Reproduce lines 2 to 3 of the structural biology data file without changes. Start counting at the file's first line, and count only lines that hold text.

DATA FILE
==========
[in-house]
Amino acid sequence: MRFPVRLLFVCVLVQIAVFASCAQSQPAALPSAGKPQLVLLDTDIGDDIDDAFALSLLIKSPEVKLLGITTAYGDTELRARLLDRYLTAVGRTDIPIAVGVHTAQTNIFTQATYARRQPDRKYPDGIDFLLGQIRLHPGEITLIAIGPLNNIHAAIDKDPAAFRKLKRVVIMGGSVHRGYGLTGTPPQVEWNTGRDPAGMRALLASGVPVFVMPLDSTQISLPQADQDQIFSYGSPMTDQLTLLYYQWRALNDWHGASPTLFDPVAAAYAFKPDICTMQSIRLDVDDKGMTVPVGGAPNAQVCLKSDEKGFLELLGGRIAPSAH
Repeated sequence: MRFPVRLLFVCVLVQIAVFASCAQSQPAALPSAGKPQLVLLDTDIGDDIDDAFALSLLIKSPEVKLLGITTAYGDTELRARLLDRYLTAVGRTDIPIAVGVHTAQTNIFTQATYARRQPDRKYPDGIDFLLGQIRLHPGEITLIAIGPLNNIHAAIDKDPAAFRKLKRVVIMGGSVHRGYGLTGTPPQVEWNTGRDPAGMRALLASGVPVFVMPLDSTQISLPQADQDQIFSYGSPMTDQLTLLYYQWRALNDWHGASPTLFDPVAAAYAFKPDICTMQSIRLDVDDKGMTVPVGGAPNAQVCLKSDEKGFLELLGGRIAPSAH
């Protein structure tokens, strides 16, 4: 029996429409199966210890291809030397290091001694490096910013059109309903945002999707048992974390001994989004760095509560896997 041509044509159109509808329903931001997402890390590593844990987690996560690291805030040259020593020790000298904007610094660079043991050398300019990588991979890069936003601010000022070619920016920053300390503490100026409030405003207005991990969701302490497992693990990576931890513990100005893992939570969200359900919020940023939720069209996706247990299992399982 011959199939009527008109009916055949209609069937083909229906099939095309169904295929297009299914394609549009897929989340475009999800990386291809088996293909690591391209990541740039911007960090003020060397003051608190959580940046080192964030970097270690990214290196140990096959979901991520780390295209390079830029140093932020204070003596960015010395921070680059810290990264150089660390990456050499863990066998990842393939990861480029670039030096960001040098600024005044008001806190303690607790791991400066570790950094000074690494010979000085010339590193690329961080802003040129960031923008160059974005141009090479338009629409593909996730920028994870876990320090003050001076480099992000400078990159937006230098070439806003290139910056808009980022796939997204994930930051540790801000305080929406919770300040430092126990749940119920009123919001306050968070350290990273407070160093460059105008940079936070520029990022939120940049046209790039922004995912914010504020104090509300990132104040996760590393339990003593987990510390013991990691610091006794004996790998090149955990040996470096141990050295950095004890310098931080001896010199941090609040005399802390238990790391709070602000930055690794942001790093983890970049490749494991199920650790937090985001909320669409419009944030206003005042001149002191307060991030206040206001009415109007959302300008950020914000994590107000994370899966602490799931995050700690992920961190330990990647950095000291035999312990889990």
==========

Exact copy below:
Amino acid sequence: MRFPVRLLFVCVLVQIAVFASCAQSQPAALPSAGKPQLVLLDTDIGDDIDDAFALSLLIKSPEVKLLGITTAYGDTELRARLLDRYLTAVGRTDIPIAVGVHTAQTNIFTQATYARRQPDRKYPDGIDFLLGQIRLHPGEITLIAIGPLNNIHAAIDKDPAAFRKLKRVVIMGGSVHRGYGLTGTPPQVEWNTGRDPAGMRALLASGVPVFVMPLDSTQISLPQADQDQIFSYGSPMTDQLTLLYYQWRALNDWHGASPTLFDPVAAAYAFKPDICTMQSIRLDVDDKGMTVPVGGAPNAQVCLKSDEKGFLELLGGRIAPSAH
Repeated sequence: MRFPVRLLFVCVLVQIAVFASCAQSQPAALPSAGKPQLVLLDTDIGDDIDDAFALSLLIKSPEVKLLGITTAYGDTELRARLLDRYLTAVGRTDIPIAVGVHTAQTNIFTQATYARRQPDRKYPDGIDFLLGQIRLHPGEITLIAIGPLNNIHAAIDKDPAAFRKLKRVVIMGGSVHRGYGLTGTPPQVEWNTGRDPAGMRALLASGVPVFVMPLDSTQISLPQADQDQIFSYGSPMTDQLTLLYYQWRALNDWHGASPTLFDPVAAAYAFKPDICTMQSIRLDVDDKGMTVPVGGAPNAQVCLKSDEKGFLELLGGRIAPSAH